From left, Kemptville Youth Centre (KYC) youth Trevor Pretty, Dylan Atkinson, Josh Brazeau, Bryston Burnett and John Gagne; community development co-ordinator from Brandon, Manitoba, Richard Greer; KYC program co-ordinator Bridget Manahan; and KYC operations manager Pat Henderson. thought of and it's a matter of putting a plan together of how to recognize our volunteers," said Henderson. "The idea we had was to get a thank-you letter from our mayor in Brandon to present to our volunteers," said Greer. "We wanted to do something personal for each volunteer because it has more value when people have an emotional attachment." Manahan then showed Greer the collection of prom dresses KYC has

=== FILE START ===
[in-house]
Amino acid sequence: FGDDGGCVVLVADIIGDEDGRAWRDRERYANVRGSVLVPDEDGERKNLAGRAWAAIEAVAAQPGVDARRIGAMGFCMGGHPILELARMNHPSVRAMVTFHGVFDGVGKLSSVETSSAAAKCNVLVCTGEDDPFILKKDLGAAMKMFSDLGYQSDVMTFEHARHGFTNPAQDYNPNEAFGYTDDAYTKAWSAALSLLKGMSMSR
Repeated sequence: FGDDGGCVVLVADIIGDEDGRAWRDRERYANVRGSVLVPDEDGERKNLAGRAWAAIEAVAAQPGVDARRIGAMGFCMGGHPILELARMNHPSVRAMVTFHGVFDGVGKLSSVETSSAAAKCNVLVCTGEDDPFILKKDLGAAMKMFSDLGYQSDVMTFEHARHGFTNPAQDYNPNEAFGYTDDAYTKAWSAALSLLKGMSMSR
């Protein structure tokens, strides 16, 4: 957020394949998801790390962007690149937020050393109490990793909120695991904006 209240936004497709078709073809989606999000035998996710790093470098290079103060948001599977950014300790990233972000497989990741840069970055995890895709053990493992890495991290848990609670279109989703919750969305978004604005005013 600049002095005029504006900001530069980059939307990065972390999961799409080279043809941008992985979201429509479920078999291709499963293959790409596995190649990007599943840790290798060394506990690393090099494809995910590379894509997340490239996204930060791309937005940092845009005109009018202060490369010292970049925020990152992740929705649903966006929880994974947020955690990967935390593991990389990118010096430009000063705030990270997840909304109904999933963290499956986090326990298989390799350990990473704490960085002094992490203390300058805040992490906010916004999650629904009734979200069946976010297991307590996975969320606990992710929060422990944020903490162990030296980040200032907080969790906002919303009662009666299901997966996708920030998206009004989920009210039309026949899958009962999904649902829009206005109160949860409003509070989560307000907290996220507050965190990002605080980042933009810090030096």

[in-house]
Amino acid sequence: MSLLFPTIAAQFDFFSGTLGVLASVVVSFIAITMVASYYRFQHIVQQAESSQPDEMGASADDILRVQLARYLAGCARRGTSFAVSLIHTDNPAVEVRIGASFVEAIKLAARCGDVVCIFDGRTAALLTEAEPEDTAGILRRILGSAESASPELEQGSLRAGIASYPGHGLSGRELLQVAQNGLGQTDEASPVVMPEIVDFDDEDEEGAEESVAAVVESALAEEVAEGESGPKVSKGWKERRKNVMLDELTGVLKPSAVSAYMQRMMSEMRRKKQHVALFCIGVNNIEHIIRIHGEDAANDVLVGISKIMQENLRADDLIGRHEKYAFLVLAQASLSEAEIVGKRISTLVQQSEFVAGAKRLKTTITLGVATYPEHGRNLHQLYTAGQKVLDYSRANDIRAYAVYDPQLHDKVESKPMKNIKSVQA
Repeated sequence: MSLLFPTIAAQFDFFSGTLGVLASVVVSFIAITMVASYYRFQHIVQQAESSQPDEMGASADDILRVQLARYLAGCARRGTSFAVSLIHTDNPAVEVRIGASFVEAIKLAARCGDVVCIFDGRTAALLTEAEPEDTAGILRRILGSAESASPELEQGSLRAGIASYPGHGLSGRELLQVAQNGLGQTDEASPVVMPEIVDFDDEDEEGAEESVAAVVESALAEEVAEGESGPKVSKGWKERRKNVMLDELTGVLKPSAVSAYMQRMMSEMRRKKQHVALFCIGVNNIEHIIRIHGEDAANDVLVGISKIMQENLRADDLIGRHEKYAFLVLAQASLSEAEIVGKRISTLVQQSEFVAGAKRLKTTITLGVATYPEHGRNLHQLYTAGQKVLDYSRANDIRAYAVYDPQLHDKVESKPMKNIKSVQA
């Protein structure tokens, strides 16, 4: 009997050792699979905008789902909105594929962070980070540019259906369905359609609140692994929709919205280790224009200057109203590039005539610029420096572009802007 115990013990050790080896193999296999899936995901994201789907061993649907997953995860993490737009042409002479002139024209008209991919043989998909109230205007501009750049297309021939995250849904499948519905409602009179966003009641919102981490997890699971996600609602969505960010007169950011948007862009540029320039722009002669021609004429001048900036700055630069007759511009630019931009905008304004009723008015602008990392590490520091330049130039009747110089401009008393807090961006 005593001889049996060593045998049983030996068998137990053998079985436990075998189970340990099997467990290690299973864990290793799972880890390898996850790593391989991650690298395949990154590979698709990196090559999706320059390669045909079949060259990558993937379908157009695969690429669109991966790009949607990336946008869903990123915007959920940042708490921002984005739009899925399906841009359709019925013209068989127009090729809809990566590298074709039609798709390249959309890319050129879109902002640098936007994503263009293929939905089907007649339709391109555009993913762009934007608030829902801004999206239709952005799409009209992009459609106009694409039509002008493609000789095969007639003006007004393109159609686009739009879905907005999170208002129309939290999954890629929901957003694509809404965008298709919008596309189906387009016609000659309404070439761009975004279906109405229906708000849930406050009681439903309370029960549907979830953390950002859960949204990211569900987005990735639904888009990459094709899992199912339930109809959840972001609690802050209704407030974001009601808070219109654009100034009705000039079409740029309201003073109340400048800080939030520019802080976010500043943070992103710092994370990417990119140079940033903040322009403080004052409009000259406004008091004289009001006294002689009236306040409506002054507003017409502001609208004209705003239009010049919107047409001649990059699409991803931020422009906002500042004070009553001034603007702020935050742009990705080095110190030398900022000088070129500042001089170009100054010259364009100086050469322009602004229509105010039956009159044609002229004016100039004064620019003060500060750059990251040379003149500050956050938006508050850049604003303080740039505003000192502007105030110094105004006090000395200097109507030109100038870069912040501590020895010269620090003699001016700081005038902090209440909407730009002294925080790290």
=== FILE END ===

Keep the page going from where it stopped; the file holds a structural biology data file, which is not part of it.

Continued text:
on hand for any youth in the community, not confined to the age restrictions of the centre, who need something to wear to an event, such as a grade eight graduation or a wedding. "Anyone in the community can come here and see what we have," said Manahan. She explained the electronic recycling depot behind the centre, which brings in roughly $6,000 per year, covers the cost of heating and cooling the
Connected to Your Community A/CP/K/P/SF - 6 - Thursday, February 16, 2017
centre. "Not to mention it does the environment a solid," said Greer. Many other great ideas were exchanged during Greer's tour of KYC. Both KYC and SFDCY celebrated more than 25 years of continuous operation, making them two of the oldest youth centres in the country. Only Perth, Prescott and Essex have similar successful records from across Canada.
Salvation Army records overall drop in Kettle Campaign donations